When you first suggest hiring a caregiver, your elderly family member might not think that’s necessary at all. In fact, one of the questions she might ask you is just what they can do for her anyway. It helps if you have an answer ready to go for her.
Preserve Independence and Offer Help
This might sound contradictory, but it truly isn’t. Your senior may only need small amounts of help occasionally in order to keep living her life on her own terms. That assistance doesn’t detract from her independence at all and can help her to become even more independent than she has been.
Ensure She’s Eating Healthful Meals
Healthy meals give your senior’s body the nutrients that she needs in order to stay healthy and to have the energy that she needs to do all the things she wants to do. Having a caregiver available can make things like grocery shopping, cooking, and even eating so much easier for your elderly family member. This can help you to feel better in general about your senior continuing to age in place, especially if she’s been prone to not eating well in the past.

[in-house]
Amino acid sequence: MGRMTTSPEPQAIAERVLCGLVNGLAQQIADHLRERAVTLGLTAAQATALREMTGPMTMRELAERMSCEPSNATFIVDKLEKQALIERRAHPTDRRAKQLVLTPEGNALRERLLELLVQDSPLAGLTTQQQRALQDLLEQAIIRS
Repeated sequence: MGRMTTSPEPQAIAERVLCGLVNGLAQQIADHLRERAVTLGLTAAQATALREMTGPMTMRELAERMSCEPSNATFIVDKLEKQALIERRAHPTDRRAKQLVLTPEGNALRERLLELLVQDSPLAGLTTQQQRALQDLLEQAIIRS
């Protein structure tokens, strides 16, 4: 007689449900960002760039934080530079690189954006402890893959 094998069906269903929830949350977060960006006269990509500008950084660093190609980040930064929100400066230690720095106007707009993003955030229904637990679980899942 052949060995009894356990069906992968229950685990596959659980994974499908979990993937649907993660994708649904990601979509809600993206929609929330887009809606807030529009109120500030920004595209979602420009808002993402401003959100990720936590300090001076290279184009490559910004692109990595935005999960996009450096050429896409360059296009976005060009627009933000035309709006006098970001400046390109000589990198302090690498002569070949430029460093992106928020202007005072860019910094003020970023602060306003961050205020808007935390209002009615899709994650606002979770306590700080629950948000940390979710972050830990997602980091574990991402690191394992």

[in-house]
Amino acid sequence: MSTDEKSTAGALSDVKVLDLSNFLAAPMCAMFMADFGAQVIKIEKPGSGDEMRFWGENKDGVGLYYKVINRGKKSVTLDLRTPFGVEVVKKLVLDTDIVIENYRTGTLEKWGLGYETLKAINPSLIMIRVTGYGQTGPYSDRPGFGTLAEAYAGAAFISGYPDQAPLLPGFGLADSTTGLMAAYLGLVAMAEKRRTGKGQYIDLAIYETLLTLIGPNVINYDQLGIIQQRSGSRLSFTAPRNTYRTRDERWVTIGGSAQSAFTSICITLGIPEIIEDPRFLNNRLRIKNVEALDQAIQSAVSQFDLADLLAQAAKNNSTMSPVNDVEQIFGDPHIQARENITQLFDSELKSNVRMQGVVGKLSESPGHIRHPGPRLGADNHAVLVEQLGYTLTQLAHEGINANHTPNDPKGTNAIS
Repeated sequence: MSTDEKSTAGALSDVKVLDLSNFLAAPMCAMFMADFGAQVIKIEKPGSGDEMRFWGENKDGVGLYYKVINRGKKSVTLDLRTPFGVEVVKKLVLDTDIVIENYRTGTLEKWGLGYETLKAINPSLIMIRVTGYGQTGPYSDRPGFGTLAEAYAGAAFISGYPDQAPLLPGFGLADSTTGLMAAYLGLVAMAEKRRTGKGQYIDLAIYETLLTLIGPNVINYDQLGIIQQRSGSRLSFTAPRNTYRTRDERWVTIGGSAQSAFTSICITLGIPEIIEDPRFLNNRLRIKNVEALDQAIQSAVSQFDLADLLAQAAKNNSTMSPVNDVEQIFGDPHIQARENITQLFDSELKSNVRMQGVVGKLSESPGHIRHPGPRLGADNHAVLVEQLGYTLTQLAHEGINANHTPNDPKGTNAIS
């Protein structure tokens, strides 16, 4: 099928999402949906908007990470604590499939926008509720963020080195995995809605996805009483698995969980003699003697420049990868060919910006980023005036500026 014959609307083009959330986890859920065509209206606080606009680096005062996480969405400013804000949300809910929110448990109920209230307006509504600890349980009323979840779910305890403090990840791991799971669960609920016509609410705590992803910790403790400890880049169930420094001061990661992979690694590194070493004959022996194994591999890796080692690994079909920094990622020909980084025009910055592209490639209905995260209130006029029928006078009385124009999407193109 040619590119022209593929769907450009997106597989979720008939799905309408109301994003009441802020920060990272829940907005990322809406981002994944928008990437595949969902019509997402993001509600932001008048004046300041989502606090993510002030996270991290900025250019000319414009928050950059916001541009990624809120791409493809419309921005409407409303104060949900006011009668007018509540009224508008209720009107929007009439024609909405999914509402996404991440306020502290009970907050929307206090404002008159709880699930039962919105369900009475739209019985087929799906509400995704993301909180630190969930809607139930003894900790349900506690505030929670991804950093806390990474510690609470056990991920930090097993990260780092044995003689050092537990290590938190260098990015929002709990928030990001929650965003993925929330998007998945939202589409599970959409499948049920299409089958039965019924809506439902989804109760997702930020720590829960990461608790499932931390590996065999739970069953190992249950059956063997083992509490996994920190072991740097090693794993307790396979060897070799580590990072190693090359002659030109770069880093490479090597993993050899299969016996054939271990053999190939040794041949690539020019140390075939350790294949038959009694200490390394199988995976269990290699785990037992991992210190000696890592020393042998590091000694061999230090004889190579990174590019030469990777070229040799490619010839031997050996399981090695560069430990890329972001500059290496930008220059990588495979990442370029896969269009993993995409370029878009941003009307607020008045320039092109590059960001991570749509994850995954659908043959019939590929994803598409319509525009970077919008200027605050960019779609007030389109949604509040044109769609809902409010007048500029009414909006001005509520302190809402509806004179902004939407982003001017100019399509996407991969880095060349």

Assist with Transportation
If your senior is having trouble driving, it’s a good idea to have “the talk” about finding alternative transportation. One of the easiest answers is to let a caregiver do the driving for your elderly family member. This is especially helpful if the caregiver is already there with her during the day and can help at a moment’s notice.
Caregivers are excellent companions. They’re accustomed to talking to and being around older adults. They can even offer silent companionship if your senior isn’t much for talking. Just having someone else there with her can help to alleviate loneliness for your senior.
A Caregiver Helps with Lots of Other Tasks
There are so many other ways that a caregiver can help your senior, especially as her needs and her health change. She may start to need more help than she’s needed in the past, and caregivers can ramp up their assistance to meet those needs. This is something that happens seamlessly for your elderly family member and for you.
If your elderly family member is still uncertain about this idea, talk to her about giving some time with a caregiver a trial run. She may just find that there’s more that they can do for her than she thinks.